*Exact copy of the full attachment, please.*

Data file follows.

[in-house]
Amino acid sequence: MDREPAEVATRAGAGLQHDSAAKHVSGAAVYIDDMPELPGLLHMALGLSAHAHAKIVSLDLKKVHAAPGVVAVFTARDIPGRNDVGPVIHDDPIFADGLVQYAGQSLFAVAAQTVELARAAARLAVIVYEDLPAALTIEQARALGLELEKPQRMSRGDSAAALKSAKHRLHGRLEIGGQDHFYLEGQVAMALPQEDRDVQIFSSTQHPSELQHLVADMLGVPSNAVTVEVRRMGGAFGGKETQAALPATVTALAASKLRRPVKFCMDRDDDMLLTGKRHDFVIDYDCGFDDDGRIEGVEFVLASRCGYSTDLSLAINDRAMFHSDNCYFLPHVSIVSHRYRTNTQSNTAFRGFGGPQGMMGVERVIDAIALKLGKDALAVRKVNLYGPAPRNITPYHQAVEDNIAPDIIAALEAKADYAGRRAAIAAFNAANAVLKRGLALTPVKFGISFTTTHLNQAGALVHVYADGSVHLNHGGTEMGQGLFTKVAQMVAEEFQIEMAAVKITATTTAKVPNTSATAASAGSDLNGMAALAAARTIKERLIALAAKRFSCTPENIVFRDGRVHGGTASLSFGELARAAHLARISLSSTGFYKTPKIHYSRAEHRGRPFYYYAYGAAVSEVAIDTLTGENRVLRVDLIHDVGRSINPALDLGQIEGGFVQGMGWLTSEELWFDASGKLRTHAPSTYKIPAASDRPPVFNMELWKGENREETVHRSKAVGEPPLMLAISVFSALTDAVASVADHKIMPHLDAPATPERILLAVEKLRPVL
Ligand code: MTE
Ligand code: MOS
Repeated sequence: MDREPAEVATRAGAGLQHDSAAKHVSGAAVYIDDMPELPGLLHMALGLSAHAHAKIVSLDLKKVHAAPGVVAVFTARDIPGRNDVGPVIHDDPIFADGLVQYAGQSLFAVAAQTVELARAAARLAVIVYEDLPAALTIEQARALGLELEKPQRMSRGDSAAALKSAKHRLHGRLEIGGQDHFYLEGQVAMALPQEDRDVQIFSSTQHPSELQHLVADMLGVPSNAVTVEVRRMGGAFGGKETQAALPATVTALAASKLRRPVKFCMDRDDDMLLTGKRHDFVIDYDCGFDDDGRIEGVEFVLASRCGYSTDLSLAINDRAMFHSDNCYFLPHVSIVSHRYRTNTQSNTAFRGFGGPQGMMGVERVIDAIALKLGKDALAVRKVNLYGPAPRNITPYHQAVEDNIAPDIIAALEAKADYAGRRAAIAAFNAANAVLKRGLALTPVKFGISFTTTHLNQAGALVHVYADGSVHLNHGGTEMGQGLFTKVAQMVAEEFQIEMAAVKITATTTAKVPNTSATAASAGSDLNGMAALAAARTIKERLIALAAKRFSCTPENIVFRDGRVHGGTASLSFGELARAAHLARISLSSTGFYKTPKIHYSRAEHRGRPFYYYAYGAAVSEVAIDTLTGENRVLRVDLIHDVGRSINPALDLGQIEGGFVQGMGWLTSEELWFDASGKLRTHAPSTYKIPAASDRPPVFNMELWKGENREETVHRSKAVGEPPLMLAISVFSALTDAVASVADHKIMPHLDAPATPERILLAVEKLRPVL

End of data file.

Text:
[in-house]
Amino acid sequence: MDREPAEVATRAGAGLQHDSAAKHVSGAAVYIDDMPELPGLLHMALGLSAHAHAKIVSLDLKKVHAAPGVVAVFTARDIPGRNDVGPVIHDDPIFADGLVQYAGQSLFAVAAQTVELARAAARLAVIVYEDLPAALTIEQARALGLELEKPQRMSRGDSAAALKSAKHRLHGRLEIGGQDHFYLEGQVAMALPQEDRDVQIFSSTQHPSELQHLVADMLGVPSNAVTVEVRRMGGAFGGKETQAALPATVTALAASKLRRPVKFCMDRDDDMLLTGKRHDFVIDYDCGFDDDGRIEGVEFVLASRCGYSTDLSLAINDRAMFHSDNCYFLPHVSIVSHRYRTNTQSNTAFRGFGGPQGMMGVERVIDAIALKLGKDALAVRKVNLYGPAPRNITPYHQAVEDNIAPDIIAALEAKADYAGRRAAIAAFNAANAVLKRGLALTPVKFGISFTTTHLNQAGALVHVYADGSVHLNHGGTEMGQGLFTKVAQMVAEEFQIEMAAVKITATTTAKVPNTSATAASAGSDLNGMAALAAARTIKERLIALAAKRFSCTPENIVFRDGRVHGGTASLSFGELARAAHLARISLSSTGFYKTPKIHYSRAEHRGRPFYYYAYGAAVSEVAIDTLTGENRVLRVDLIHDVGRSINPALDLGQIEGGFVQGMGWLTSEELWFDASGKLRTHAPSTYKIPAASDRPPVFNMELWKGENREETVHRSKAVGEPPLMLAISVFSALTDAVASVADHKIMPHLDAPATPERILLAVEKLRPVL
Ligand code: MTE
Ligand code: MOS
Repeated sequence: MDREPAEVATRAGAGLQHDSAAKHVSGAAVYIDDMPELPGLLHMALGLSAHAHAKIVSLDLKKVHAAPGVVAVFTARDIPGRNDVGPVIHDDPIFADGLVQYAGQSLFAVAAQTVELARAAARLAVIVYEDLPAALTIEQARALGLELEKPQRMSRGDSAAALKSAKHRLHGRLEIGGQDHFYLEGQVAMALPQEDRDVQIFSSTQHPSELQHLVADMLGVPSNAVTVEVRRMGGAFGGKETQAALPATVTALAASKLRRPVKFCMDRDDDMLLTGKRHDFVIDYDCGFDDDGRIEGVEFVLASRCGYSTDLSLAINDRAMFHSDNCYFLPHVSIVSHRYRTNTQSNTAFRGFGGPQGMMGVERVIDAIALKLGKDALAVRKVNLYGPAPRNITPYHQAVEDNIAPDIIAALEAKADYAGRRAAIAAFNAANAVLKRGLALTPVKFGISFTTTHLNQAGALVHVYADGSVHLNHGGTEMGQGLFTKVAQMVAEEFQIEMAAVKITATTTAKVPNTSATAASAGSDLNGMAALAAARTIKERLIALAAKRFSCTPENIVFRDGRVHGGTASLSFGELARAAHLARISLSSTGFYKTPKIHYSRAEHRGRPFYYYAYGAAVSEVAIDTLTGENRVLRVDLIHDVGRSINPALDLGQIEGGFVQGMGWLTSEELWFDASGKLRTHAPSTYKIPAASDRPPVFNMELWKGENREETVHRSKAVGEPPLMLAISVFSALTDAVASVADHKIMPHLDAPATPERILLAVEKLRPVL